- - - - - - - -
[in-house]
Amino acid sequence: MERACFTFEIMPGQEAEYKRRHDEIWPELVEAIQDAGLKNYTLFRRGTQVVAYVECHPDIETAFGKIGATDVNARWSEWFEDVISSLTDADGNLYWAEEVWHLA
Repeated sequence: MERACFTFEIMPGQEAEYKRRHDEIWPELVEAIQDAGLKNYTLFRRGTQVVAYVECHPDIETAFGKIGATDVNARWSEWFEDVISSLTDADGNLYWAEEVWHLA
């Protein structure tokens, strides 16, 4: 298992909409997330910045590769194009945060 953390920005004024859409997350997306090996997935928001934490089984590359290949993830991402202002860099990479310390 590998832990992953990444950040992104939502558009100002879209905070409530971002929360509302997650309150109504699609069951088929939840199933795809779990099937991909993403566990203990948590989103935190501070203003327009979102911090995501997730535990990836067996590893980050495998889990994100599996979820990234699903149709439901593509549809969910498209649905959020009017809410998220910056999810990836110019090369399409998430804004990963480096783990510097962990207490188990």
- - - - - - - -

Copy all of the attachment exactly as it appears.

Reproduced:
[in-house]
Amino acid sequence: MERACFTFEIMPGQEAEYKRRHDEIWPELVEAIQDAGLKNYTLFRRGTQVVAYVECHPDIETAFGKIGATDVNARWSEWFEDVISSLTDADGNLYWAEEVWHLA
Repeated sequence: MERACFTFEIMPGQEAEYKRRHDEIWPELVEAIQDAGLKNYTLFRRGTQVVAYVECHPDIETAFGKIGATDVNARWSEWFEDVISSLTDADGNLYWAEEVWHLA
């Protein structure tokens, strides 16, 4: 298992909409997330910045590769194009945060 953390920005004024859409997350997306090996997935928001934490089984590359290949993830991402202002860099990479310390 590998832990992953990444950040992104939502558009100002879209905070409530971002929360509302997650309150109504699609069951088929939840199933795809779990099937991909993403566990203990948590989103935190501070203003327009979102911090995501997730535990990836067996590893980050495998889990994100599996979820990234699903149709439901593509549809969910498209649905959020009017809410998220910056999810990836110019090369399409998430804004990963480096783990510097962990207490188990």